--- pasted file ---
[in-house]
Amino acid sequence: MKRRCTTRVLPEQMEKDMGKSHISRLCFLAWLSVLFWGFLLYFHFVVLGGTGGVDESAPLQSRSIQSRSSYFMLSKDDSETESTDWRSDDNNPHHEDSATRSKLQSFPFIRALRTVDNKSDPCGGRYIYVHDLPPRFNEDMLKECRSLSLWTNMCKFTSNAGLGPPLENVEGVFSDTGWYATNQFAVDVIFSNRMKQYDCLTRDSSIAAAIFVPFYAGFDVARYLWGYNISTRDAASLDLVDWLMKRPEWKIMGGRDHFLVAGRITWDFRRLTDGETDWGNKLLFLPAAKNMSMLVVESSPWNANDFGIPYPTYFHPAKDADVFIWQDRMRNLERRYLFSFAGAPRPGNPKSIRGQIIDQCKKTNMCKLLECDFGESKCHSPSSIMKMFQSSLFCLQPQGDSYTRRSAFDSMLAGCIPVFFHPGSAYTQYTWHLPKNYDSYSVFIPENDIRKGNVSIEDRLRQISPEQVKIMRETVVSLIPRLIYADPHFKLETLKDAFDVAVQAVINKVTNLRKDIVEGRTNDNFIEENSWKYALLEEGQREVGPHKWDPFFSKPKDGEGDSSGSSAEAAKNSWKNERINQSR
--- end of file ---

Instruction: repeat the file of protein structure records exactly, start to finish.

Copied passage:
[in-house]
Amino acid sequence: MKRRCTTRVLPEQMEKDMGKSHISRLCFLAWLSVLFWGFLLYFHFVVLGGTGGVDESAPLQSRSIQSRSSYFMLSKDDSETESTDWRSDDNNPHHEDSATRSKLQSFPFIRALRTVDNKSDPCGGRYIYVHDLPPRFNEDMLKECRSLSLWTNMCKFTSNAGLGPPLENVEGVFSDTGWYATNQFAVDVIFSNRMKQYDCLTRDSSIAAAIFVPFYAGFDVARYLWGYNISTRDAASLDLVDWLMKRPEWKIMGGRDHFLVAGRITWDFRRLTDGETDWGNKLLFLPAAKNMSMLVVESSPWNANDFGIPYPTYFHPAKDADVFIWQDRMRNLERRYLFSFAGAPRPGNPKSIRGQIIDQCKKTNMCKLLECDFGESKCHSPSSIMKMFQSSLFCLQPQGDSYTRRSAFDSMLAGCIPVFFHPGSAYTQYTWHLPKNYDSYSVFIPENDIRKGNVSIEDRLRQISPEQVKIMRETVVSLIPRLIYADPHFKLETLKDAFDVAVQAVINKVTNLRKDIVEGRTNDNFIEENSWKYALLEEGQREVGPHKWDPFFSKPKDGEGDSSGSSAEAAKNSWKNERINQSR